A 22 year old Dublin entrepreneur has created a collapsible shower meant to aid hygiene in both the festival space and the refugee camp (the question of why these camps don’t have adequately hygienic facilities seems to be a futile one at this point…another reason to punch your local right winger in the face).
Originally intended as a portable sanitation area for festival and event attendees, the savvy philanthropist has stepped it all up a notch offering the product also as a donation to refugees, at a ratio of 1:1. So, with every shower sold to a festival goer, one will also be donated to someone in need. The kit itself contains a standard hygiene pack (soap, razor, toothbrush, etc), as well as a shower curtain, shower head, and 10 liter water reservoir. Also, and perhaps the most telling sign of the products heart, rather than standard written instructions, it bypasses language barriers by using a simple set of images printed directly on the item as insrtuction.
The designer of the shower is John Godfrey, a student at Dublin’s National College of Art and Design, described his intentions behind the project as, “this is a very current solution, a lot more modern, because in the past you had charities asking for money to give to a cause. Nowadays it’s hard to ask people, especially young ones, to give money, because they don’t have any…So giving people something in return for what they’re giving is an attempt to bridge the gap between charity and young people.”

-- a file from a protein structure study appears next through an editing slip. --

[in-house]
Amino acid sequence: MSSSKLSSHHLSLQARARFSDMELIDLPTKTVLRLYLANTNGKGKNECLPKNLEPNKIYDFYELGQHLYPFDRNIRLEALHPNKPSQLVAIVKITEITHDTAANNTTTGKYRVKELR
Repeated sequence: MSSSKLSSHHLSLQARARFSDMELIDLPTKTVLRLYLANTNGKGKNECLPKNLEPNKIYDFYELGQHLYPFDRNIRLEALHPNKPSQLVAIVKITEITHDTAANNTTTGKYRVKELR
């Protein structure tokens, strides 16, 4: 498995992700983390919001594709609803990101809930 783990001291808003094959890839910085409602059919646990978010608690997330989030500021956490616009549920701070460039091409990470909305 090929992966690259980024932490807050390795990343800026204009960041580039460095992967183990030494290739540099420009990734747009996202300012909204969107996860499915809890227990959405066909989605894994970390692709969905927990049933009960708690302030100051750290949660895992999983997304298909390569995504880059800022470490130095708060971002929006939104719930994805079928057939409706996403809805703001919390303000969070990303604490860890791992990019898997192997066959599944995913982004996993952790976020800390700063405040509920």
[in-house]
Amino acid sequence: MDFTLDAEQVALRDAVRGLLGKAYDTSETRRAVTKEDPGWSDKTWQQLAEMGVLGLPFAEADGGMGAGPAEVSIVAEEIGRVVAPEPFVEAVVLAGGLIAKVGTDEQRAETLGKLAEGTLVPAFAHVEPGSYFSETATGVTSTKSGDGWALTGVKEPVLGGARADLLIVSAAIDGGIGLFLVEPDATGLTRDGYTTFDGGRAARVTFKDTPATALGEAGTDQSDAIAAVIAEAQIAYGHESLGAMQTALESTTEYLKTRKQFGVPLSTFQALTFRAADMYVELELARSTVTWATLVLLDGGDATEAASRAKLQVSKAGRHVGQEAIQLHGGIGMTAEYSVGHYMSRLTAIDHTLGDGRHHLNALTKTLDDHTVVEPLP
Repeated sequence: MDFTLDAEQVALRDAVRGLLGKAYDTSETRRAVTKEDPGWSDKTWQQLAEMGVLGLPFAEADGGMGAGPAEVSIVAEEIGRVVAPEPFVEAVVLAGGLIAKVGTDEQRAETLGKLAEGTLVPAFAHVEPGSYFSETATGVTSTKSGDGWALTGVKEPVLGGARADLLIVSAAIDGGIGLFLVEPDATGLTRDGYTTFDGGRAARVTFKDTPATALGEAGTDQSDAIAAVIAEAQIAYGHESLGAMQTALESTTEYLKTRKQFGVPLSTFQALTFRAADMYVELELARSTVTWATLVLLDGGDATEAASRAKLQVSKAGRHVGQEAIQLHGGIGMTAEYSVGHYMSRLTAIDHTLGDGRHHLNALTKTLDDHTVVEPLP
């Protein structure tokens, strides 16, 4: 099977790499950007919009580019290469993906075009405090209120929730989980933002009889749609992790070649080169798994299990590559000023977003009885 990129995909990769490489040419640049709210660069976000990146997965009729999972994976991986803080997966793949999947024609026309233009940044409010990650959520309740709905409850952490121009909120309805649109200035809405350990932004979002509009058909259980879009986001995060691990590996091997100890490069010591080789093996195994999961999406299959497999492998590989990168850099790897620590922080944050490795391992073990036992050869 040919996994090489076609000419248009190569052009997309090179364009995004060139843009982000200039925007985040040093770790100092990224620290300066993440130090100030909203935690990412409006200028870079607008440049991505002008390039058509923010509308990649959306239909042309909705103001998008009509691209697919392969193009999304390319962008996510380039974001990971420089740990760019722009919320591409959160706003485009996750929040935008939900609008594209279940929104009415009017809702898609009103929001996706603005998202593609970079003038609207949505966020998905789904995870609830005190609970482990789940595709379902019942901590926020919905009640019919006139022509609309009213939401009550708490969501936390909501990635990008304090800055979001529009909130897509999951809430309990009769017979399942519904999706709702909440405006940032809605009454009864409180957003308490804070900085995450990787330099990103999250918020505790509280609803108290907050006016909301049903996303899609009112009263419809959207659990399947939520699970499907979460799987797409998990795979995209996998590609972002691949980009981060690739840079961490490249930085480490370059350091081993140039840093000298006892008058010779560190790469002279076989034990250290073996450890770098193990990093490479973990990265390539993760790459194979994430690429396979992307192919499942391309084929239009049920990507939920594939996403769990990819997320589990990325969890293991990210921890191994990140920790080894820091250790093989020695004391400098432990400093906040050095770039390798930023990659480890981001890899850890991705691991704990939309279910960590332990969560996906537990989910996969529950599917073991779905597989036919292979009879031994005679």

Godfrey’s interest in refugee aid came after a visit to the massive Calais refugee camp. “To say that the conditions there were atrocious is an understatement. What took me aback was the people there, obviously they had been through incredible hardships, and those were people like myself, just in vastly different situations,” he describes of the experience.
Now that the project is designed and ready to go, Godfrey hopes a major manufacturer will back in financially, and have it retail in the $15 range. Let’s hope they do! As Godfrey himself stated to Take Part Magazine, “…some things that you would think are basic human rights”.
Source: Take Part